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INTERVIEW: Global gas supply needs underestimated as winter risk looms, says S&P Global consultant


Reduced demand key to balancing LNG markets

Volatile markets spur long-term contracting activity

Regulatory guidelines, incentives desirable to promote CCS

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Potential risks for global gas requirements this winter are likely being underestimated, with a "strong tug of war" for LNG supplies likely between the developed Asian markets and Europe if demand surges because of the cold weather, said Michael Stoppard, global gas strategy lead and special advisor with S&P Global Commodity Insights.

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"However, any resulting price spike will probably be not as extreme as last year as developing LNG markets have been crowded out," Stoppard said in an interview during the Energy Asia conference in Kuala Lumpur last week.

The Platts Asia JKM Japan/Korea DES spot prices hit a historic high of $84.762/MMBtu on March 7, 2022, according to S&P Global data, following Russia's invasion of Ukraine. Platts assessed JKM for August at $11.776/MMBtu on June 30.

The market is particularly fixated on European gas storage levels which are high, Stoppard said, adding "We will probably enter the winter period with storage levels close to full capacity."

"However, storage was not sized to meet winter demand on its own without Russian gas supply and the system has never been properly ever stress tested," Stoppard said, adding that a moderate European winter last year meant that the system was not tested under normal weather, let alone a severe one.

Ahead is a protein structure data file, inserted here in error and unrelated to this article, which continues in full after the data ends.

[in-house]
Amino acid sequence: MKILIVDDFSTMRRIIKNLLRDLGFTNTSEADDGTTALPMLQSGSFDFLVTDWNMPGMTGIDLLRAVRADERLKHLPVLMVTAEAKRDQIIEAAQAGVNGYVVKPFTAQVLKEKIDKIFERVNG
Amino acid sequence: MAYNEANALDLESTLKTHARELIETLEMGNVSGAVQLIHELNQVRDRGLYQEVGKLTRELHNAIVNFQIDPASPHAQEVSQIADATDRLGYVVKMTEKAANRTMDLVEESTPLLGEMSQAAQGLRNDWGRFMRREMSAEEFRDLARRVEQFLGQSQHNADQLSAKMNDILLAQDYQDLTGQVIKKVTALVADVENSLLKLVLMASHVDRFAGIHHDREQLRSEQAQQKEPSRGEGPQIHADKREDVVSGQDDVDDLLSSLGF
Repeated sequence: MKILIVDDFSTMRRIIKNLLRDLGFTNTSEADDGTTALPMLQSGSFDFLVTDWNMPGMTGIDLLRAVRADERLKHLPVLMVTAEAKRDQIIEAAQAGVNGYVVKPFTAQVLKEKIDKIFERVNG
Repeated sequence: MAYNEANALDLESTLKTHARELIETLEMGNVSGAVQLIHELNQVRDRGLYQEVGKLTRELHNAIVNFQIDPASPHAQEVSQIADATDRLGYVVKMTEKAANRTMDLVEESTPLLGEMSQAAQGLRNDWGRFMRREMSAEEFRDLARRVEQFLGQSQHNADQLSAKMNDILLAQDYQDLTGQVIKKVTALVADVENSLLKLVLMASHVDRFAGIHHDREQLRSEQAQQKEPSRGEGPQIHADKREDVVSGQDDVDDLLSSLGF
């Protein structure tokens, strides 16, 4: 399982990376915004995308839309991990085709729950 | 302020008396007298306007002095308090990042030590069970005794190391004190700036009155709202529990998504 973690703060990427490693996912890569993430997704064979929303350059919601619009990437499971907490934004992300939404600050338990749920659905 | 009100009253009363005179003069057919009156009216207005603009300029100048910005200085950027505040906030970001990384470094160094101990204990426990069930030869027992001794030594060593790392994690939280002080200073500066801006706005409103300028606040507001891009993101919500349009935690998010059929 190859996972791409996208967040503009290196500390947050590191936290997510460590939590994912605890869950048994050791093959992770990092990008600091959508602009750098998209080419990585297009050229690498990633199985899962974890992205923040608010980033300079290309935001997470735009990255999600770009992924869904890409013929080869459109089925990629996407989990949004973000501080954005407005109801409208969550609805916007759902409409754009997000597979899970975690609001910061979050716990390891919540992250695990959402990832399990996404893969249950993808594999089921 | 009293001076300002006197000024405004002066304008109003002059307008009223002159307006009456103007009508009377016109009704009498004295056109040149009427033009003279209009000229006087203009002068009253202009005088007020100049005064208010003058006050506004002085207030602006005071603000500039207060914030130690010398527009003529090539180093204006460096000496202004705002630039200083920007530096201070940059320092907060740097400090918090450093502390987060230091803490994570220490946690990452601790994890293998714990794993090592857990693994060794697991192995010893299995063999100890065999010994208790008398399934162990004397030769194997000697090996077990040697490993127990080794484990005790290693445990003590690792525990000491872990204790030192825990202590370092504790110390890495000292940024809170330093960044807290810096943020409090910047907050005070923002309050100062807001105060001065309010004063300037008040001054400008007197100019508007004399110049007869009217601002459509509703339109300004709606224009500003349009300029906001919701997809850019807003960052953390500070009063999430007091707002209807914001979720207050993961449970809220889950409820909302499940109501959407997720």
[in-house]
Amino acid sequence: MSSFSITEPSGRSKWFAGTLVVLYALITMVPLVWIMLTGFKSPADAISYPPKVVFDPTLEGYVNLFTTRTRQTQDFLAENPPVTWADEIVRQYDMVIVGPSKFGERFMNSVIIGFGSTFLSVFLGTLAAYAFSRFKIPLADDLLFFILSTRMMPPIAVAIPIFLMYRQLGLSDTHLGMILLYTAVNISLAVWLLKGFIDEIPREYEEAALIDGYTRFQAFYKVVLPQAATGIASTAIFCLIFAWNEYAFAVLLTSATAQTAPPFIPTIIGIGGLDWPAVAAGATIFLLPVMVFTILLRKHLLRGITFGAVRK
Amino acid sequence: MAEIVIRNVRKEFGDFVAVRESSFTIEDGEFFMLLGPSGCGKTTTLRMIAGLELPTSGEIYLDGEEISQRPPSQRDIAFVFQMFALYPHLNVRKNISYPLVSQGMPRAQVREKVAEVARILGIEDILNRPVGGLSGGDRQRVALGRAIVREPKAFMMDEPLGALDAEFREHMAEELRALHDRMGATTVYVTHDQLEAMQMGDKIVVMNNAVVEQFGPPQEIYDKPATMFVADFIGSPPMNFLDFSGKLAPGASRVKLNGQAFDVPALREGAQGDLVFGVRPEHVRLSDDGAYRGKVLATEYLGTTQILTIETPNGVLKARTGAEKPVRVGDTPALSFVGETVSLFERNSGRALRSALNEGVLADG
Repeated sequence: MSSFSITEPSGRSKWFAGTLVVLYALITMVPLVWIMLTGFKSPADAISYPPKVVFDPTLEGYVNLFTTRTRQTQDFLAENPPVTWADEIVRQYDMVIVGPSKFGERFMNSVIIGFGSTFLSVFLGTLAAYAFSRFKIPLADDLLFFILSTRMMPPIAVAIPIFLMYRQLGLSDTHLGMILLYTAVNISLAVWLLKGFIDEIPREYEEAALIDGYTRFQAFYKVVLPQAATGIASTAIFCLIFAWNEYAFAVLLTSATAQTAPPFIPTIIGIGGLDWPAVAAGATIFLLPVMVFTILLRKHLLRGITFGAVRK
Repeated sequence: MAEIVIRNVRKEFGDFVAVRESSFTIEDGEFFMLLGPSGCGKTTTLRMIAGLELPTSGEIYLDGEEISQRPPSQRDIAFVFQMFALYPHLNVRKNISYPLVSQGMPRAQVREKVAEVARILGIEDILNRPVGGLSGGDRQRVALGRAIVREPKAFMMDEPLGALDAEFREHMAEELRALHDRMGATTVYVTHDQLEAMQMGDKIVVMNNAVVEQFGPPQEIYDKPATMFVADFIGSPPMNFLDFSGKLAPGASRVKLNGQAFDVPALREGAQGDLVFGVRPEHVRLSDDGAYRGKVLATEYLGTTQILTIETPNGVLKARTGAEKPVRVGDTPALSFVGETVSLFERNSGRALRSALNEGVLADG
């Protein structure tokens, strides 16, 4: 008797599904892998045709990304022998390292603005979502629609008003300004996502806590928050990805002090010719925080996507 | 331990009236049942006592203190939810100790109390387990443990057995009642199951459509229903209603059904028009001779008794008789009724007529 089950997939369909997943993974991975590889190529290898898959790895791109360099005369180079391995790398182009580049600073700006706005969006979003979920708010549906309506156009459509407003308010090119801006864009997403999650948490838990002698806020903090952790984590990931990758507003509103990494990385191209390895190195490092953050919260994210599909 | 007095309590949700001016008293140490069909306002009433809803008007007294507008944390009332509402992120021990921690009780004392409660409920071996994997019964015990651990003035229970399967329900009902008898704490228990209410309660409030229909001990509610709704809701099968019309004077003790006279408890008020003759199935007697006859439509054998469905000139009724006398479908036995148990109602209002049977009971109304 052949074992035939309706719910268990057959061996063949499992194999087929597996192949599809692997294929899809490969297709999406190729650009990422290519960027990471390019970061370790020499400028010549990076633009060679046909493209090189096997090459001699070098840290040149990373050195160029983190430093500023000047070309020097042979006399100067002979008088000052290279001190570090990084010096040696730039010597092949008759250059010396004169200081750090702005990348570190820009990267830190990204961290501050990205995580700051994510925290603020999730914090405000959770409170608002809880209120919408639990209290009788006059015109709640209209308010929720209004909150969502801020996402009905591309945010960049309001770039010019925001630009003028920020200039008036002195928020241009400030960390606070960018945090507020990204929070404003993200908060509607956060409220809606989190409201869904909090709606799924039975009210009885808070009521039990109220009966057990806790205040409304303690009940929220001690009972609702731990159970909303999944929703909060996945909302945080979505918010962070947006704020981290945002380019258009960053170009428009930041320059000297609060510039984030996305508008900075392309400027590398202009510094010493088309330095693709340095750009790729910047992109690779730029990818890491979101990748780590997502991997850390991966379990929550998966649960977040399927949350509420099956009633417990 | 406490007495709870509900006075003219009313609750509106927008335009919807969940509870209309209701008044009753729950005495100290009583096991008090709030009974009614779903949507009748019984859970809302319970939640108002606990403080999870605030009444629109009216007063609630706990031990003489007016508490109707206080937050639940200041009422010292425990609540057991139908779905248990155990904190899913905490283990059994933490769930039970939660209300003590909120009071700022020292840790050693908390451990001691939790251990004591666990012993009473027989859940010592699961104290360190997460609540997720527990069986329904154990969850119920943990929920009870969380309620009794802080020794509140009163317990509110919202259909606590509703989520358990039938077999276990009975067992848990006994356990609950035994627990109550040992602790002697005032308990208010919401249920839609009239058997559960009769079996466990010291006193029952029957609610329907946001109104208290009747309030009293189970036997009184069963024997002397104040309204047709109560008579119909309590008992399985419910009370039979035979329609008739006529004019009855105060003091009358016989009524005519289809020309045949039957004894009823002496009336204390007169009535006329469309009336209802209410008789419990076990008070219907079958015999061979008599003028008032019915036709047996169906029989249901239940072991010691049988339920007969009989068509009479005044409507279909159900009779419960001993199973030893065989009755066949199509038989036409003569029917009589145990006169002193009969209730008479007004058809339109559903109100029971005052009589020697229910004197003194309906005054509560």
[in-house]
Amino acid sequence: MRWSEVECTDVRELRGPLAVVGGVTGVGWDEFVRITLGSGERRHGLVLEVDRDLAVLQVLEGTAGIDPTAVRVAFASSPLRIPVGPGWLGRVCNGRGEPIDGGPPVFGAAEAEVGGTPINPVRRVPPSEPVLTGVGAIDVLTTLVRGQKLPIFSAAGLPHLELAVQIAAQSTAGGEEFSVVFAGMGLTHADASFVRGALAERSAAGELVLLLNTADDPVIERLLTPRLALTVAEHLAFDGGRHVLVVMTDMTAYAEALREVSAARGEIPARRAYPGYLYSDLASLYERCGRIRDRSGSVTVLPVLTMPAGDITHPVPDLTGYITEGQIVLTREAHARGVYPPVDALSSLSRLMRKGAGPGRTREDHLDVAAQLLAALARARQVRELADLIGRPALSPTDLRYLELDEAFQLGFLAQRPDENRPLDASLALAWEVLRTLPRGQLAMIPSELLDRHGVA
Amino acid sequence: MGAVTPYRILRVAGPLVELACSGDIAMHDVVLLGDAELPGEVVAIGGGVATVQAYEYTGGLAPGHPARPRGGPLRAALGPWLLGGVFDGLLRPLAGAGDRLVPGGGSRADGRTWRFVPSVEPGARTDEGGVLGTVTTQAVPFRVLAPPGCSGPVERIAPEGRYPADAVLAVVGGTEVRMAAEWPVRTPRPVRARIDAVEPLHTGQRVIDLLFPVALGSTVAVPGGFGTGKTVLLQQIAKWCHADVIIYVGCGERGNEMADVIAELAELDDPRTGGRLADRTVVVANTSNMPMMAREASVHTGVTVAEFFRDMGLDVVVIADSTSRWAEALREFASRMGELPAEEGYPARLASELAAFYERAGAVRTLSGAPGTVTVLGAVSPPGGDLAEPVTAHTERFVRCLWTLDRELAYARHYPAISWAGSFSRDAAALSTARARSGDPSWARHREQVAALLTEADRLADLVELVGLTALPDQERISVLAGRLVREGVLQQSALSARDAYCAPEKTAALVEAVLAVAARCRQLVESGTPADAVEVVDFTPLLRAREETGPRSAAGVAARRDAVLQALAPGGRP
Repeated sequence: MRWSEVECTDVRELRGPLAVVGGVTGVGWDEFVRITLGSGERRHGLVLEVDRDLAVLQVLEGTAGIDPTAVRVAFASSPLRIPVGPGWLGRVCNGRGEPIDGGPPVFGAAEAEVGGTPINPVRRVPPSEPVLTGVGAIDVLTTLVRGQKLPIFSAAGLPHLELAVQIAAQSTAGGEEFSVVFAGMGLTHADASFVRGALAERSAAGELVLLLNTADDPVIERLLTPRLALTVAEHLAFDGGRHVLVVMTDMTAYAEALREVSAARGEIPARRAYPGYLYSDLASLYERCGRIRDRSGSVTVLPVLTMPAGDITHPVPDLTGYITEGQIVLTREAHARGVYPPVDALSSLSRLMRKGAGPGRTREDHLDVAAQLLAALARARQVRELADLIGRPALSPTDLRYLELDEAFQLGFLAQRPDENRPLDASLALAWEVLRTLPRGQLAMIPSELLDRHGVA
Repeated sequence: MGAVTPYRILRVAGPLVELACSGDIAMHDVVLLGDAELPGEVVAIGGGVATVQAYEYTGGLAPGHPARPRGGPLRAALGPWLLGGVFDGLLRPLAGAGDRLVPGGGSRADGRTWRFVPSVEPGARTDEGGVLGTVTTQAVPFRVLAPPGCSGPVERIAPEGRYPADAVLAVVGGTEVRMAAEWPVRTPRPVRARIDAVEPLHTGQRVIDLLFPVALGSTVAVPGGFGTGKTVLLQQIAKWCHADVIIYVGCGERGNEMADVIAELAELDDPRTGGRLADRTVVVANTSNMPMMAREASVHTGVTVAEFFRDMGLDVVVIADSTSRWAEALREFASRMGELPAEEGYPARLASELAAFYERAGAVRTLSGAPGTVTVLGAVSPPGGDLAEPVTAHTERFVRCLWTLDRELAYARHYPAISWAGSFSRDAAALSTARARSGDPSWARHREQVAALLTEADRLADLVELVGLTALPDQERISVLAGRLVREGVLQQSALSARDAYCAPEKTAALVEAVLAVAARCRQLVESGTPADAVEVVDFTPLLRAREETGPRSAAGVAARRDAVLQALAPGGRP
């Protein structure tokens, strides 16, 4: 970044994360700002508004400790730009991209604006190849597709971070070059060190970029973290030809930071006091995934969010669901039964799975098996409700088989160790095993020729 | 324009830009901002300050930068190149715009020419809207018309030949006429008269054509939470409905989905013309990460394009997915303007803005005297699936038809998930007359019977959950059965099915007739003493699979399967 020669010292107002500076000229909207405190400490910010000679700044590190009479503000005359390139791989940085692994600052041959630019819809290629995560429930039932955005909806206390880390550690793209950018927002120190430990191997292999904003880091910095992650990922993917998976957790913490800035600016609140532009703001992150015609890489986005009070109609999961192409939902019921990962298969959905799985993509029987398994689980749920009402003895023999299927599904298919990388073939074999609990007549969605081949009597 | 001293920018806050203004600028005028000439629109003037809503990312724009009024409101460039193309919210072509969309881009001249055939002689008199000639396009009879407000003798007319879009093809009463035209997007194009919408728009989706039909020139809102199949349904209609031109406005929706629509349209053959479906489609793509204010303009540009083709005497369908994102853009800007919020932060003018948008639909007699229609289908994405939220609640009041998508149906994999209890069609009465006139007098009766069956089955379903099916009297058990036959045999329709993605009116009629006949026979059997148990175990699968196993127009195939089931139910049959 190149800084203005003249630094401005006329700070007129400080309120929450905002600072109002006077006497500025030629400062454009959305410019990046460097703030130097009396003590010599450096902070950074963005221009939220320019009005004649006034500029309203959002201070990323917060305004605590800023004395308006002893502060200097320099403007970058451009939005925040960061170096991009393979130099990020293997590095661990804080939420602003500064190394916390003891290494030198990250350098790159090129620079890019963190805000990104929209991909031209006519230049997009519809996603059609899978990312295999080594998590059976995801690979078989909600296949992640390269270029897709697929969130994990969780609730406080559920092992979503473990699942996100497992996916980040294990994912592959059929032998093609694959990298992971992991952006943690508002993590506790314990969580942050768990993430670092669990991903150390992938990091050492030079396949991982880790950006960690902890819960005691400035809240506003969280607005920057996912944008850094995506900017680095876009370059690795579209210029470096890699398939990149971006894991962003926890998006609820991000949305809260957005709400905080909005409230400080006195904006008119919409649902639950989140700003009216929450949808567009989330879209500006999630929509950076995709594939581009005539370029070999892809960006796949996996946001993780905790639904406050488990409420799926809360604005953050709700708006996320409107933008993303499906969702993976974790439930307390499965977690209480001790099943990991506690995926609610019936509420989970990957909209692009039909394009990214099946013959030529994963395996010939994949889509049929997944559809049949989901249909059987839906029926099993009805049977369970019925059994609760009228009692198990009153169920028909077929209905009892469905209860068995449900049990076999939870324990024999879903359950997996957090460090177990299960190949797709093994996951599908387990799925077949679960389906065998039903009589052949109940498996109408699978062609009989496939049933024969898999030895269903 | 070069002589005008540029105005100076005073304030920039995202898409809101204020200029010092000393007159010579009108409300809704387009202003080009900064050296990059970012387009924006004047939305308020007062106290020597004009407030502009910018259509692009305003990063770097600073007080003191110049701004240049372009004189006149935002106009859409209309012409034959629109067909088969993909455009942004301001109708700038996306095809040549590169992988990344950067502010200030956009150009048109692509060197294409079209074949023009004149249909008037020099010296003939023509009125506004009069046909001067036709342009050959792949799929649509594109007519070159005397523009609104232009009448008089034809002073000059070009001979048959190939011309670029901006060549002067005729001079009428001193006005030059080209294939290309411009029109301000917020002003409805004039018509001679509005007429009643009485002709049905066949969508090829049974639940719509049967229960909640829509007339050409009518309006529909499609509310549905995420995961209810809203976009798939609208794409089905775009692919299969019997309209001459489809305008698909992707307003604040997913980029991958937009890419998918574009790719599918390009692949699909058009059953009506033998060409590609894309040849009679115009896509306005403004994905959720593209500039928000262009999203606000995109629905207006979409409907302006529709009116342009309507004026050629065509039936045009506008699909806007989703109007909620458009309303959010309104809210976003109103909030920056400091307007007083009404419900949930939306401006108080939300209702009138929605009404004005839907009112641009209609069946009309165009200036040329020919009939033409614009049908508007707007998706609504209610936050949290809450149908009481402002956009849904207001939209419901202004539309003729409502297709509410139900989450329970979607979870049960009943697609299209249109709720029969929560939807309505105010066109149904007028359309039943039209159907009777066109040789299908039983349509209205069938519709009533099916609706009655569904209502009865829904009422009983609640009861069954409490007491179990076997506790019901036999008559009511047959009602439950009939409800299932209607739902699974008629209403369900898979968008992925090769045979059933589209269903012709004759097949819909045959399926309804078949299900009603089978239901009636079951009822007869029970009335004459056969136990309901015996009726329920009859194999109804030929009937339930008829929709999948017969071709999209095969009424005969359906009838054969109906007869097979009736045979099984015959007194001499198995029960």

Two major factors have kept the market mostly balanced in the recent past -- reduction of European gas demand and the "coincidental weakness" of Japanese LNG imports because of the strong performance of nuclear power.

Reduced demand stays key to balancing LNG markets globally, Stoppard said.

"Demand at the current gas spot price levels may come back and therefore there is a need for gas prices to rise to keep demand low," Stoppard said, adding that this included both European gas demand, which has showed some signs of recovery lately, and Asian LNG demand.

On long-term prospects, Stoppard said that LNG growth was set to stay strong through to 2050. However, the growth to 2040 seems very well grounded and the growth beyond 2040 becomes very speculative and dependent upon the markets of Southeast Asia and South Asia, he said.

"What slightly concerns us about global gas demand is that it is going to be relatively unsuccessful at penetrating the power generation market," he said.

Many markets across Asia will see very strong growth in renewable power with coal playing a key role of back-up, leaving little room for gas. Gas, however, still has an important role to play in the industrial sector, Stoppard added.

Supply considerations

There will be little increase in global LNG supplies in 2024, making it imperative to tread with caution over market shortages, Stoppard said.